Think winter, and think snow, snow and more snow. There are heaps and heaps of the powdery white stuff everywhere and how pretty it looks drifting down outside your window in flakes. Then, all of a sudden, you’re snowed in and can’t put it off any longer. There’s work to be done. As beautiful as that wintry blanket is, someone’s got to do the job of clearing the snow out of the way. In case you’re not lucky enough to have the help of a snow plough or a partner who’s racing outside with a shovel, and you’ll be doing the dirty work yourself, we’ve got your back – literally. As a chiropractor, I’ve seen my share of people who hurt themselves shovelling and the fact is, injuries can be easily avoided. Here are the tricks of the trade you’ll need to keep in mind when getting out there to clear the snow.

How to Shovel Snow Right


Almost everyone ignores this key aspect of shovelling, and almost everyone regrets it. You need to do gentle stretching, getting your muscles prepared for the workout of clearing snow. Pay particular attention to warming up your legs, knees and back before you bend and lift. And remember, you have to stretch both before and after you shovel.


The best way to feel warm outside is to keep your head and neck covered. You’d be surprised how much body heat you lose out of your scalp. On the upside, even if you hate hat head, you’ll also keep your hair from getting wet and frozen. Neck warmth is just as important. Muscle contractions in your neck from the cold can cause a twisted neck, where you suddenly can ‘t turn your head freely, making you feel like Frankenstein with bolts keeping your neck together.


Boots are a must when you’re out in the snow – and that means real, functional, waterproof ones, not your chic heels or slippery Uggs. You want traction in the snow, not to mention toasty toes that won’t get frostbitten. Choose a pair that are high enough to cover your calves, just in case the snow is deeper than you thought.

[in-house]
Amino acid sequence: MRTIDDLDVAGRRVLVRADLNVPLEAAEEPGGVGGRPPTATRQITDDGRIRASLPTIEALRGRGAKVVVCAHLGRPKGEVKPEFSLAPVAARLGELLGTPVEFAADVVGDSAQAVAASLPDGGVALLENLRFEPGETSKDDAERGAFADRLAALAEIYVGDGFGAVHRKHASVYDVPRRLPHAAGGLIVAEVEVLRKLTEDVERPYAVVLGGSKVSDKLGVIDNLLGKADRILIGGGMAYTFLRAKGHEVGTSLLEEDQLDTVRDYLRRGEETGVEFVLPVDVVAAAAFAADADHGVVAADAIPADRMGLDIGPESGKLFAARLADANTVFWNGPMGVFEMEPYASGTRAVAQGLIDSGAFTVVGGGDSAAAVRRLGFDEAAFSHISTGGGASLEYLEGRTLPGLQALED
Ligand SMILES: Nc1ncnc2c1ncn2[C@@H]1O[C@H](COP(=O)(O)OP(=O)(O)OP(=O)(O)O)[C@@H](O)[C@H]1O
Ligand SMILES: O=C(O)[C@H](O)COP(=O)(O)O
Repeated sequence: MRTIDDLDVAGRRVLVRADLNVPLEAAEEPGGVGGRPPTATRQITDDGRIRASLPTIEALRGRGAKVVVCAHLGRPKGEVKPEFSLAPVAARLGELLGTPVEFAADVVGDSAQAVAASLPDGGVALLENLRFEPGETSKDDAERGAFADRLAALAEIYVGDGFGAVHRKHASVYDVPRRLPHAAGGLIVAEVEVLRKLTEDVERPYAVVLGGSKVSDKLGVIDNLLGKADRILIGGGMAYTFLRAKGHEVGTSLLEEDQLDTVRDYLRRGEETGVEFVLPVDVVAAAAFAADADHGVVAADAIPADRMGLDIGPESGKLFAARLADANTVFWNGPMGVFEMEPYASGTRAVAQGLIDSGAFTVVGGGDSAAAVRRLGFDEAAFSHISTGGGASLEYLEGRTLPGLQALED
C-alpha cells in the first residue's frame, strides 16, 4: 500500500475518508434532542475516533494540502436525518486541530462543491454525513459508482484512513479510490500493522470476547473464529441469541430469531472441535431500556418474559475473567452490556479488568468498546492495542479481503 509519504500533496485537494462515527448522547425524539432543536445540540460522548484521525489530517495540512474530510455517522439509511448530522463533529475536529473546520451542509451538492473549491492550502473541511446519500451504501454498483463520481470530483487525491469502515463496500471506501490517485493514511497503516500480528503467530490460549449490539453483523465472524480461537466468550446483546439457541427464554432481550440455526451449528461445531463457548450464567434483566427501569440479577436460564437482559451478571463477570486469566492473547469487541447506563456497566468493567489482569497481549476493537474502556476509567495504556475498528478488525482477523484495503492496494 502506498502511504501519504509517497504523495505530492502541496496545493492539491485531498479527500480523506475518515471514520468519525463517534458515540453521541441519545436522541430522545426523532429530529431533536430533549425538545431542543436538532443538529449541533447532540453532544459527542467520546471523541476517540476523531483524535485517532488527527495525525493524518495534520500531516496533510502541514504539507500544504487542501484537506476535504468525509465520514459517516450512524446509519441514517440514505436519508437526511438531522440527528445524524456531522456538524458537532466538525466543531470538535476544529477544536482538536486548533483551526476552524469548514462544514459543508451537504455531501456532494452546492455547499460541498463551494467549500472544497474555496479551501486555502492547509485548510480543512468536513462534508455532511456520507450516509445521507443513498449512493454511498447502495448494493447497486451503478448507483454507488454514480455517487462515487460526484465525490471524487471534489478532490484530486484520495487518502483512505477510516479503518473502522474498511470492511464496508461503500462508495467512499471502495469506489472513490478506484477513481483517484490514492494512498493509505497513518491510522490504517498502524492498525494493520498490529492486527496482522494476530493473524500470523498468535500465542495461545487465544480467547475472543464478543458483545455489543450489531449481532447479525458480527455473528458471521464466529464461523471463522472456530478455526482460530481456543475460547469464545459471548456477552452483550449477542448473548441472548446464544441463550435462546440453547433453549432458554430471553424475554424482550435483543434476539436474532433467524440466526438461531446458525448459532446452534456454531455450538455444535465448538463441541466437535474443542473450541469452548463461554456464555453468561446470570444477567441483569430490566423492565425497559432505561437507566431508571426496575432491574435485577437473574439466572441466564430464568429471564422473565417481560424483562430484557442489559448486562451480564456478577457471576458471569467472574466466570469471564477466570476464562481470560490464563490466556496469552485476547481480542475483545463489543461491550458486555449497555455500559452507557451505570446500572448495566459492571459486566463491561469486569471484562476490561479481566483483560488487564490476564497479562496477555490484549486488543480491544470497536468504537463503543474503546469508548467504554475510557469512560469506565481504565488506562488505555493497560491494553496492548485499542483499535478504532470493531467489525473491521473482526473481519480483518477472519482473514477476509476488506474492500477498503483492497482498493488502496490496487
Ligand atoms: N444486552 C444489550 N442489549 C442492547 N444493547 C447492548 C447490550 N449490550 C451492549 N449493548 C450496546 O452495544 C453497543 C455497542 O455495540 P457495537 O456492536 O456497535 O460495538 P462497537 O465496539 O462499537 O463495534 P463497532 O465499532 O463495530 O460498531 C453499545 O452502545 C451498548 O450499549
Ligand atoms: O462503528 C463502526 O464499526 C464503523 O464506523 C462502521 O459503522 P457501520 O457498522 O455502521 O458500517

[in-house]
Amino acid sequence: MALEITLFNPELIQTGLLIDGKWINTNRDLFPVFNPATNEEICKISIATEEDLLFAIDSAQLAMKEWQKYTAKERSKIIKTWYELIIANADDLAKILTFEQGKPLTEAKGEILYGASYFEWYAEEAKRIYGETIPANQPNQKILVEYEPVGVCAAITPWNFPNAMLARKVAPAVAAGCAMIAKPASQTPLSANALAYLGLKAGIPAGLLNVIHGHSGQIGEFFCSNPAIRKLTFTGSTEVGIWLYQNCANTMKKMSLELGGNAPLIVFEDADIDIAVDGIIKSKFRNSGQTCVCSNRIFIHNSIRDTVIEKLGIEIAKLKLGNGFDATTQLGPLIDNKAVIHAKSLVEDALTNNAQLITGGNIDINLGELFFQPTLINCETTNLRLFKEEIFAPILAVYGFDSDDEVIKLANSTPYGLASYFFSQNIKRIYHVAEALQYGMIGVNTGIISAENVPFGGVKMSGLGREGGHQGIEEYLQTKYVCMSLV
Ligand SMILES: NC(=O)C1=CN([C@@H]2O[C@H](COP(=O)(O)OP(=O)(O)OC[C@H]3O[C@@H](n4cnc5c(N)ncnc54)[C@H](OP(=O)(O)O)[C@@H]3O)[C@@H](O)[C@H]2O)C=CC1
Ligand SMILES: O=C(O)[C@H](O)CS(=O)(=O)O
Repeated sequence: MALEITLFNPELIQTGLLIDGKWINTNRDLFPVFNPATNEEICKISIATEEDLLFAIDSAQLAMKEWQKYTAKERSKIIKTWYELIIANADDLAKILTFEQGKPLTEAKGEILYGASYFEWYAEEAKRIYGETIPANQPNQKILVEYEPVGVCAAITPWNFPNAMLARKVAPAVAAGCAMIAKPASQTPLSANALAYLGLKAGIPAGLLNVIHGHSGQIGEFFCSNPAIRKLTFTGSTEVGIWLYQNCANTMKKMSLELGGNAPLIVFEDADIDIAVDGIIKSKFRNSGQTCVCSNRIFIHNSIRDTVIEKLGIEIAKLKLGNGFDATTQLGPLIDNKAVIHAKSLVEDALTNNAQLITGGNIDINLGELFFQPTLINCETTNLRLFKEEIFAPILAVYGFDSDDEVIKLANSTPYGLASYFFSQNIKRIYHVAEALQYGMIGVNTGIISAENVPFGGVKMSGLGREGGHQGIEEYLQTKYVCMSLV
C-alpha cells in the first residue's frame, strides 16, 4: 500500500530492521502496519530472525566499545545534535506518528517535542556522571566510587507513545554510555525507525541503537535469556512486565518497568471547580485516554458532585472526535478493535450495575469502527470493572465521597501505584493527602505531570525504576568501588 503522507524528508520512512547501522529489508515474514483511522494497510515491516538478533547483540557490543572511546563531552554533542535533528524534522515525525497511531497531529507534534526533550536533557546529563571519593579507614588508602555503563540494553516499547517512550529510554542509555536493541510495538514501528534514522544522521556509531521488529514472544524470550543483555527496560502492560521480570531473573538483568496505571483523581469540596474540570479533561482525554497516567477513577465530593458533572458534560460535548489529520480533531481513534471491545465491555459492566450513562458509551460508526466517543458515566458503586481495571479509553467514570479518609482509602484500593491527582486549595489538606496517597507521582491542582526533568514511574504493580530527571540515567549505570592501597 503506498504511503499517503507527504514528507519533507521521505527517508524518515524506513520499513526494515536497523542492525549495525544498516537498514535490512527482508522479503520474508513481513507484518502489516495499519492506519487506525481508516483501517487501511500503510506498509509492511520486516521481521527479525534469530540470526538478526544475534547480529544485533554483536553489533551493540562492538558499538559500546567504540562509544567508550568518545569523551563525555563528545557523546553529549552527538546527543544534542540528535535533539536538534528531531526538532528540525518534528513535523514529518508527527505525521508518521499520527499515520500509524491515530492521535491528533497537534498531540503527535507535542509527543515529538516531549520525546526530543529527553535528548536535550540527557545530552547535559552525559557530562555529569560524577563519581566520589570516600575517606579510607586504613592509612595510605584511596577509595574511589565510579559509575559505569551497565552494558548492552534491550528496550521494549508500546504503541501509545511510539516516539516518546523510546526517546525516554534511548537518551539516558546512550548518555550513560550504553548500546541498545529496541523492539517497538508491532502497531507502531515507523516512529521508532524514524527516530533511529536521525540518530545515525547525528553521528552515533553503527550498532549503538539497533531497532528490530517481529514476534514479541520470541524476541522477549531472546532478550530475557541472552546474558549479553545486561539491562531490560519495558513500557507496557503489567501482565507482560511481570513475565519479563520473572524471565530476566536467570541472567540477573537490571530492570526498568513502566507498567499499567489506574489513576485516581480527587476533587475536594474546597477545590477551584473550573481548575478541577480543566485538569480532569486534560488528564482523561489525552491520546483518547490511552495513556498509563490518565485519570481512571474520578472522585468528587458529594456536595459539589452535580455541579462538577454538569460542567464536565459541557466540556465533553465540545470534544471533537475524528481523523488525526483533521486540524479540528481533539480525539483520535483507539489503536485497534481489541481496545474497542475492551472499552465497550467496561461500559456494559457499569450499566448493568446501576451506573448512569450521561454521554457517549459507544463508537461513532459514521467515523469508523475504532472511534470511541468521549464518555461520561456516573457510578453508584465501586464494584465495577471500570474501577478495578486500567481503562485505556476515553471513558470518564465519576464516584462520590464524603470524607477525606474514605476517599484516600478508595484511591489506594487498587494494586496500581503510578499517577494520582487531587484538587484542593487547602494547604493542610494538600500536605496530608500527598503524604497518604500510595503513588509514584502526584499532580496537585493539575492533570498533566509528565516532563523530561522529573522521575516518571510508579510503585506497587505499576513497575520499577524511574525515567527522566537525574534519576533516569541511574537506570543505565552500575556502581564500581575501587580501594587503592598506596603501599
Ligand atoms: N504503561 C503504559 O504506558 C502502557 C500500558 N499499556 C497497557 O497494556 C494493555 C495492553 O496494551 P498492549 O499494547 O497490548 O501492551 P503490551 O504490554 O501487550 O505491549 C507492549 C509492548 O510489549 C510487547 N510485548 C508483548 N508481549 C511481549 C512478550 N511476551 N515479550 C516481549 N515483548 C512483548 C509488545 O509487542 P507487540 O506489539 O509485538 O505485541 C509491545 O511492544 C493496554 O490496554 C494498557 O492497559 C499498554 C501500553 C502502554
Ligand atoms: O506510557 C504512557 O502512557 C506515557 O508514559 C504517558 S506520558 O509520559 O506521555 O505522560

The most important aspect of shovelling without pain is taking your time. There is no one watching the clock but you and if you’re in a hurry, there is a real risk you will hurt yourself out there. Shovel in short bursts. If for some reason you are in a rush, clear only the side of the driveway your car sits on, and leave the rest for later when you have more time.


Too often, people rush outside unprepared, lift heavy snow too quickly, and end up in immense muscle pain. To avoid hurting yourself, warm up, take your time, and then use the proper shovelling technique. That means making sure to bend from your knees, not  your back. You want to minimize back strain by using your leg muscles instead. Also, concentrate on carrying light loads of snow each time, to build your muscle strength as you go.


The equipment you use may make the difference between hurting yourself and having fun, so invest in a good shovel. There are many types to choose from, including some with ergonomic handles. The ones with large shovelling heads are meant for pushing snow forward rather than lifting. Find what works best for you and always keep a spare handy in case one snaps or you can enlist some help from a family member or friend.


To get the most out of shovelling snow, think of it as a great way to get in a good workout rather than a chore. Plug some upbeat tunes into your earphones, and jump in with both feet. If you plan it out and do it right, you will end up with a clear driveway and a healthier body. Finished? You just may want to start a snowball fight or make a snow angel. At the very least, treat yourself to some hot chocolate for a job well done. And have a great white winter.

photo credit: bisongirl via photopin cc

About the author

Dr. Michelle Berg

I am a Chiropractor working and living in the Richmond Hill area. I have been in practice for over 15 years, with a special interest in female and family care. I am a huge bookworm, love baking, do cross-stitch in my spare time, play Maj with a group of like-minded women 35+, and have just started to actually enjoy working out :)

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